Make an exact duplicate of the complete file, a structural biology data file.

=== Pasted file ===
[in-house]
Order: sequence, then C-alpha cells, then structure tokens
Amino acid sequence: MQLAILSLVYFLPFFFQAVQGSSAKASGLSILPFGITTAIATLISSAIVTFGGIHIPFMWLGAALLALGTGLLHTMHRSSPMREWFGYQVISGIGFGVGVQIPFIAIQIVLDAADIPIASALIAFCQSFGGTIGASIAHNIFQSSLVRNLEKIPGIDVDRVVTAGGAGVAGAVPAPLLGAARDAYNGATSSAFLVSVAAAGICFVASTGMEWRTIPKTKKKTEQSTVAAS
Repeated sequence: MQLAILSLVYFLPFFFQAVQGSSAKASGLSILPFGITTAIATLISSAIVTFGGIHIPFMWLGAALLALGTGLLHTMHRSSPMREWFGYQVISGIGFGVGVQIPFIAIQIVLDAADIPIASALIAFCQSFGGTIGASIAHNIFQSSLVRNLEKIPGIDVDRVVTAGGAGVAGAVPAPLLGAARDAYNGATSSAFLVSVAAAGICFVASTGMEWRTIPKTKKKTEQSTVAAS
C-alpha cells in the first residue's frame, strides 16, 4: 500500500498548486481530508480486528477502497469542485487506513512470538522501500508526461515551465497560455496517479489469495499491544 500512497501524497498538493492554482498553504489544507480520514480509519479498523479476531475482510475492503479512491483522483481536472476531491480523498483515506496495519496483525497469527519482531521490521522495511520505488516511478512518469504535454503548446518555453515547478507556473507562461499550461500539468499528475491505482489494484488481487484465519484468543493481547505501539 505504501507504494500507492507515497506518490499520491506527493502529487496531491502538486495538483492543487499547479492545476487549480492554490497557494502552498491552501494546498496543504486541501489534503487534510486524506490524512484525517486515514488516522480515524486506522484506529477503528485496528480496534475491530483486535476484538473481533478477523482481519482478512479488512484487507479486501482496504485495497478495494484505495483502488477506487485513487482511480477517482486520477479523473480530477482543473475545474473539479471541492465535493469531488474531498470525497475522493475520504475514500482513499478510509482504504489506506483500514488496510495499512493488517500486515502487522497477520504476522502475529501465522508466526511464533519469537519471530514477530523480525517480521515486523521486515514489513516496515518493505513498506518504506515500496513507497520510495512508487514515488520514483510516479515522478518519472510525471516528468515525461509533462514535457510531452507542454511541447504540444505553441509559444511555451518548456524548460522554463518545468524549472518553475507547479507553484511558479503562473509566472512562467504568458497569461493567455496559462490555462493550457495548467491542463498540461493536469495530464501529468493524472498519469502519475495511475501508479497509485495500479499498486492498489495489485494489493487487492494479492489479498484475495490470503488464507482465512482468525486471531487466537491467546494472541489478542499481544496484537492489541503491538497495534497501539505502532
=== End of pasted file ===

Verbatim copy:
[in-house]
Order: sequence, then C-alpha cells, then structure tokens
Amino acid sequence: MQLAILSLVYFLPFFFQAVQGSSAKASGLSILPFGITTAIATLISSAIVTFGGIHIPFMWLGAALLALGTGLLHTMHRSSPMREWFGYQVISGIGFGVGVQIPFIAIQIVLDAADIPIASALIAFCQSFGGTIGASIAHNIFQSSLVRNLEKIPGIDVDRVVTAGGAGVAGAVPAPLLGAARDAYNGATSSAFLVSVAAAGICFVASTGMEWRTIPKTKKKTEQSTVAAS
Repeated sequence: MQLAILSLVYFLPFFFQAVQGSSAKASGLSILPFGITTAIATLISSAIVTFGGIHIPFMWLGAALLALGTGLLHTMHRSSPMREWFGYQVISGIGFGVGVQIPFIAIQIVLDAADIPIASALIAFCQSFGGTIGASIAHNIFQSSLVRNLEKIPGIDVDRVVTAGGAGVAGAVPAPLLGAARDAYNGATSSAFLVSVAAAGICFVASTGMEWRTIPKTKKKTEQSTVAAS
C-alpha cells in the first residue's frame, strides 16, 4: 500500500498548486481530508480486528477502497469542485487506513512470538522501500508526461515551465497560455496517479489469495499491544 500512497501524497498538493492554482498553504489544507480520514480509519479498523479476531475482510475492503479512491483522483481536472476531491480523498483515506496495519496483525497469527519482531521490521522495511520505488516511478512518469504535454503548446518555453515547478507556473507562461499550461500539468499528475491505482489494484488481487484465519484468543493481547505501539 505504501507504494500507492507515497506518490499520491506527493502529487496531491502538486495538483492543487499547479492545476487549480492554490497557494502552498491552501494546498496543504486541501489534503487534510486524506490524512484525517486515514488516522480515524486506522484506529477503528485496528480496534475491530483486535476484538473481533478477523482481519482478512479488512484487507479486501482496504485495497478495494484505495483502488477506487485513487482511480477517482486520477479523473480530477482543473475545474473539479471541492465535493469531488474531498470525497475522493475520504475514500482513499478510509482504504489506506483500514488496510495499512493488517500486515502487522497477520504476522502475529501465522508466526511464533519469537519471530514477530523480525517480521515486523521486515514489513516496515518493505513498506518504506515500496513507497520510495512508487514515488520514483510516479515522478518519472510525471516528468515525461509533462514535457510531452507542454511541447504540444505553441509559444511555451518548456524548460522554463518545468524549472518553475507547479507553484511558479503562473509566472512562467504568458497569461493567455496559462490555462493550457495548467491542463498540461493536469495530464501529468493524472498519469502519475495511475501508479497509485495500479499498486492498489495489485494489493487487492494479492489479498484475495490470503488464507482465512482468525486471531487466537491467546494472541489478542499481544496484537492489541503491538497495534497501539505502532